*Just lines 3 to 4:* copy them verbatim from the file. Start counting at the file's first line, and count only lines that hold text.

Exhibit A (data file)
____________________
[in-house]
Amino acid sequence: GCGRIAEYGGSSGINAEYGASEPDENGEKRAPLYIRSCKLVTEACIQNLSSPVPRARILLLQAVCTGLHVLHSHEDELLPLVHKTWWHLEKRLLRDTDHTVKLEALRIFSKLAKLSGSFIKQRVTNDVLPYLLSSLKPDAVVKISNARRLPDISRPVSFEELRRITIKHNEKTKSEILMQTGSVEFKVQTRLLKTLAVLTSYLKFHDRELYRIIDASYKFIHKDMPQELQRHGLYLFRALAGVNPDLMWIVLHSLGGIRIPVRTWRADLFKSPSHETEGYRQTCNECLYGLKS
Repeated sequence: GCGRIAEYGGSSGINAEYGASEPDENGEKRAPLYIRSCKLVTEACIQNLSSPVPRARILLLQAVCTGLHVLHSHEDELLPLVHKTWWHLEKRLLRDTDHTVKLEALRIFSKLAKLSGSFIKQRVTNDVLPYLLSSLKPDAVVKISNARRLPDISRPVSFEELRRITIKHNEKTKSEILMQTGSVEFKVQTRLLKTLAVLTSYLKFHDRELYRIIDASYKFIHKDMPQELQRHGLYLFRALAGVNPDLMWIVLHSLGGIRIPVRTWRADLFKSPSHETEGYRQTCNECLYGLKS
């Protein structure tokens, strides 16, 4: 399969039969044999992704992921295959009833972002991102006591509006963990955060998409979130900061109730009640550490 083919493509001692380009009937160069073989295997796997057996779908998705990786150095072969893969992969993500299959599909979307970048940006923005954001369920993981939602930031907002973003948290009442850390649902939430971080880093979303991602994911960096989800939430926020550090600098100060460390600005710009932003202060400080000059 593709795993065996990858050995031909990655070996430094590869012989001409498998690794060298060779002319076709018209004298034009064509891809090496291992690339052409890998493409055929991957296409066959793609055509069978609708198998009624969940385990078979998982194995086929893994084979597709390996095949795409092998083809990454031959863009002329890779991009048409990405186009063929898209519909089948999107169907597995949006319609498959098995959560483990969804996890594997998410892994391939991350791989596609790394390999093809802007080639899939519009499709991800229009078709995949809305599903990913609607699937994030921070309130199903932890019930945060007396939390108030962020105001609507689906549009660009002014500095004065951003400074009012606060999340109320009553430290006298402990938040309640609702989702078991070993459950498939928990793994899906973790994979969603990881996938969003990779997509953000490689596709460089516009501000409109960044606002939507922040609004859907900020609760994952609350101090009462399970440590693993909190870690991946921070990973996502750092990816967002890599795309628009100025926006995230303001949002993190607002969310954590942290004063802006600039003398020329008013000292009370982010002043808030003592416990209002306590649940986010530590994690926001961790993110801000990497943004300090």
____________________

Repeated sequence: GCGRIAEYGGSSGINAEYGASEPDENGEKRAPLYIRSCKLVTEACIQNLSSPVPRARILLLQAVCTGLHVLHSHEDELLPLVHKTWWHLEKRLLRDTDHTVKLEALRIFSKLAKLSGSFIKQRVTNDVLPYLLSSLKPDAVVKISNARRLPDISRPVSFEELRRITIKHNEKTKSEILMQTGSVEFKVQTRLLKTLAVLTSYLKFHDRELYRIIDASYKFIHKDMPQELQRHGLYLFRALAGVNPDLMWIVLHSLGGIRIPVRTWRADLFKSPSHETEGYRQTCNECLYGLKS
């Protein structure tokens, strides 16, 4: 399969039969044999992704992921295959009833972002991102006591509006963990955060998409979130900061109730009640550490 083919493509001692380009009937160069073989295997796997057996779908998705990786150095072969893969992969993500299959599909979307970048940006923005954001369920993981939602930031907002973003948290009442850390649902939430971080880093979303991602994911960096989800939430926020550090600098100060460390600005710009932003202060400080000059 593709795993065996990858050995031909990655070996430094590869012989001409498998690794060298060779002319076709018209004298034009064509891809090496291992690339052409890998493409055929991957296409066959793609055509069978609708198998009624969940385990078979998982194995086929893994084979597709390996095949795409092998083809990454031959863009002329890779991009048409990405186009063929898209519909089948999107169907597995949006319609498959098995959560483990969804996890594997998410892994391939991350791989596609790394390999093809802007080639899939519009499709991800229009078709995949809305599903990913609607699937994030921070309130199903932890019930945060007396939390108030962020105001609507689906549009660009002014500095004065951003400074009012606060999340109320009553430290006298402990938040309640609702989702078991070993459950498939928990793994899906973790994979969603990881996938969003990779997509953000490689596709460089516009501000409109960044606002939507922040609004859907900020609760994952609350101090009462399970440590693993909190870690991946921070990973996502750092990816967002890599795309628009100025926006995230303001949002993190607002969310954590942290004063802006600039003398020329008013000292009370982010002043808030003592416990209002306590649940986010530590994690926001961790993110801000990497943004300090």